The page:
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Many Faces of Migrant Workers

Migrant workers in the United States include a diverse population. Learn more about migrant workers.

Since there is no one type of migrant, it is helpful to emphasize that migrants are often misrepresented by words that generalize and conflate their experience with others. For example, in Hannah Weyer's first film about the Luis family, La Boda, Elizabeth and her family share with us an experience that is different from the typical mainstream media portrayal of the migrant worker who is "illegal," "victim," and "other." Without diminishing the everyday hardships of the diverse migrant communities throughout the country, Elizabeth's story compels viewers to see her family's struggles and celebrations with a human face.

Facts and Figures

* Recent estimates by the U.S. Department of Labor suggest that approximately 13 million U.S. citizens migrate between states earning their living working in the agricultural industry harvesting crops, working in poultry plants and fisheries.

* A nomadic way of life can have particularly far-reaching repercussions for the children of migrant families — some change schools five times in one school year.

* According to Youth and Careers, an electronic newsletter published by North Carolina State University, the annual earnings of a high school dropout is on average $12,800 versus $18,740 earned by those who graduate from high school. The annual average earnings for a person with a Bachelor's degree is $32,630. Migrant students have some of the highest dropout rates in the country with severe consequences (over $200,00 in lost earnings over a lifetime); an incomplete education can translate into lesser chances for moving beyond the cycle of migration and low-wage labor. (See Ricardo Sanchez's op-ed.)

* According to Troubling Label for Hispanics: 'Girls Most Likely to Drop Out,' a recent article in the New York Times (Front Page, March 25, 2001), 26% of Hispanic girls leave school without a diploma as compared to 13% of African American girls and 6.9% of white girls. The only group with a higher dropout rate is that of Hispanic boys at a staggering 31%. Factors that contribute to the higher drop out rate for Hispanic girls can include obligations such as contributing to the family income, domestic duties, and conflicting values. This is especially true for migrant girls. These pressures result in education ranking as a lower priority.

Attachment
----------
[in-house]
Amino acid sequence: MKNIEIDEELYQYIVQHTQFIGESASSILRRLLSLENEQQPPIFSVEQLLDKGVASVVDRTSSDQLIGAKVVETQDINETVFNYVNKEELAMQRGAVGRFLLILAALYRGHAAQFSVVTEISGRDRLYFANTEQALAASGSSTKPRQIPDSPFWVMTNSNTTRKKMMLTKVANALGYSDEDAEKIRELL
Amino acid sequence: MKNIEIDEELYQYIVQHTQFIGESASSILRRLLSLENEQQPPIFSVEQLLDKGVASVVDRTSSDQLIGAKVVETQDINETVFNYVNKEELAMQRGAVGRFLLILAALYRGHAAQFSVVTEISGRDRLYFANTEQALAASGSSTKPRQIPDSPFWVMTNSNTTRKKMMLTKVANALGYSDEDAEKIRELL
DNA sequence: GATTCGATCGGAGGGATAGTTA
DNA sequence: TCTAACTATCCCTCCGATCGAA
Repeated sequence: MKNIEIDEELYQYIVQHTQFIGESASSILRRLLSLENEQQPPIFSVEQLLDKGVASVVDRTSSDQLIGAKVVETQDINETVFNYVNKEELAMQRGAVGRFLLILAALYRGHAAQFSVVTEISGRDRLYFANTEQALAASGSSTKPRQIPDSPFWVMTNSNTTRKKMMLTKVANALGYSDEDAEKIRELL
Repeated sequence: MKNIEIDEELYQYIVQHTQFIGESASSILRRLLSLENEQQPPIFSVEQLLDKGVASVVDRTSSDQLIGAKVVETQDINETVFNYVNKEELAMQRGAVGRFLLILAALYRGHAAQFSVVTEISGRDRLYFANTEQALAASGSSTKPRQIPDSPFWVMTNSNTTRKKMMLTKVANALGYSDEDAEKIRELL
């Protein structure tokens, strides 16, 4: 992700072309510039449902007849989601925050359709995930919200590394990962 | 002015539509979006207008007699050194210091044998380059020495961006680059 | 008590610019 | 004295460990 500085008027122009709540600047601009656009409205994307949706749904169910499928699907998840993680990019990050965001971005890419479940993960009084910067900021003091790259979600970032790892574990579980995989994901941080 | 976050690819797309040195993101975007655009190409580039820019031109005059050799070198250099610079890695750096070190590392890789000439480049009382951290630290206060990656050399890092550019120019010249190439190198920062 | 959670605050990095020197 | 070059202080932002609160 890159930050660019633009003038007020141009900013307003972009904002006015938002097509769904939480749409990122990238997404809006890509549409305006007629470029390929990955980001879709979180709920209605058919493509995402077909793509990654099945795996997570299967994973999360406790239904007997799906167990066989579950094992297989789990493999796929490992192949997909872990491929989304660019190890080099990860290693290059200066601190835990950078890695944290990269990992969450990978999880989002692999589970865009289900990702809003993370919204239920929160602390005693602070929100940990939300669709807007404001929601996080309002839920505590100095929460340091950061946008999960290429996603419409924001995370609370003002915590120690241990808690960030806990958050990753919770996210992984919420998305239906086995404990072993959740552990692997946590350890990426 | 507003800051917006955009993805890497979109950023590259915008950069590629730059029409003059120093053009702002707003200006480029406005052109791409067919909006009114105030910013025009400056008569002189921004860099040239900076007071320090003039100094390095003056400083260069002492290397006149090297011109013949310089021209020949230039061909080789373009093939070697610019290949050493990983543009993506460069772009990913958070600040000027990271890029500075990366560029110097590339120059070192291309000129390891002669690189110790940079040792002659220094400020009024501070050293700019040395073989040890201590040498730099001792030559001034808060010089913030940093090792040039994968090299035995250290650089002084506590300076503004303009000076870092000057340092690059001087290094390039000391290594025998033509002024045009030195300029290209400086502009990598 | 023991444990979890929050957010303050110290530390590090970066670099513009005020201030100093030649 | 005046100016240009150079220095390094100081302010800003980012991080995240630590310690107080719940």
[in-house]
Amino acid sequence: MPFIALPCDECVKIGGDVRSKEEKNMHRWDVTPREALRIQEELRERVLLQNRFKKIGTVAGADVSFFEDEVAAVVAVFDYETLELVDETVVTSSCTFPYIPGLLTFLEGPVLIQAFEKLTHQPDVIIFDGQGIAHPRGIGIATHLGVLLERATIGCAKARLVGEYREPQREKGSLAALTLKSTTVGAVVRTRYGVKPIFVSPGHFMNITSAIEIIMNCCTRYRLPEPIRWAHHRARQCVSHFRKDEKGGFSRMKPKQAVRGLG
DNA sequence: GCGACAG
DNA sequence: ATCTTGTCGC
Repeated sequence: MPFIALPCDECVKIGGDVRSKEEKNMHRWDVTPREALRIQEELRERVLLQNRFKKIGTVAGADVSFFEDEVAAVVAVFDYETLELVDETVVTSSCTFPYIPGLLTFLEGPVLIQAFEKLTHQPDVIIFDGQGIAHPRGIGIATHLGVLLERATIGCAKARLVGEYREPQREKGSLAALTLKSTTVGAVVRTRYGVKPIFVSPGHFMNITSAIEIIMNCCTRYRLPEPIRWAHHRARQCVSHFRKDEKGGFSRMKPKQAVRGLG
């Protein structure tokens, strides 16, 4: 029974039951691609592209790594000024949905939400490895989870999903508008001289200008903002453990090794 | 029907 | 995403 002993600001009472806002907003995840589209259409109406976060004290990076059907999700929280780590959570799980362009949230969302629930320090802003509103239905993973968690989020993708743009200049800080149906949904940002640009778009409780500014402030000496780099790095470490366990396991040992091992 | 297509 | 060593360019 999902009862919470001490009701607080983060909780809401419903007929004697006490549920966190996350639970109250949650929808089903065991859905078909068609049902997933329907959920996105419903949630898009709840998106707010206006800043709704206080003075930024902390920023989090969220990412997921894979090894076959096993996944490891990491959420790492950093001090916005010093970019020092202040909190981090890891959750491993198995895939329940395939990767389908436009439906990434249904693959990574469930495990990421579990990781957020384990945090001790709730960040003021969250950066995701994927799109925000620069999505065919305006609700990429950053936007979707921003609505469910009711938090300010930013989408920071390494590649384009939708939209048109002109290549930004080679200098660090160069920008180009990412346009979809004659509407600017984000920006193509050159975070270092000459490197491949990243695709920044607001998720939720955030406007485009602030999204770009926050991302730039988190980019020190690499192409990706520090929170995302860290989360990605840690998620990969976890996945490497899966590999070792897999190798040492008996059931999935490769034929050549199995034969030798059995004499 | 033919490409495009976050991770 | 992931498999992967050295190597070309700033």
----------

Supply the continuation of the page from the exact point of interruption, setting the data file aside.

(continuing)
* According to a 1996 USA Today special report on migrant workers, 46% of all migrants live below the poverty line. However, 77% of illegal migrants live below the poverty line. The average annual earnings for a migrant worker is $5,000 for 29 weeks of work as compared to the typical United States median household income of $40,800 pre year as of 1999 (U.S. Bureau of the Census, 1999).

* According to the U.S. Department of Health and Human Services, agricultural workers accounted for only 3% of the workforce in 1993. However, they accounted for 14% of work-related deaths. Additionally, 24,000 children are injured and 300 die as a result of work-related accidents annually (Rothenberg, 1998). Young Children magazine (March, 2001) also reports that pesticides are an ever-present danger for migrant workers.





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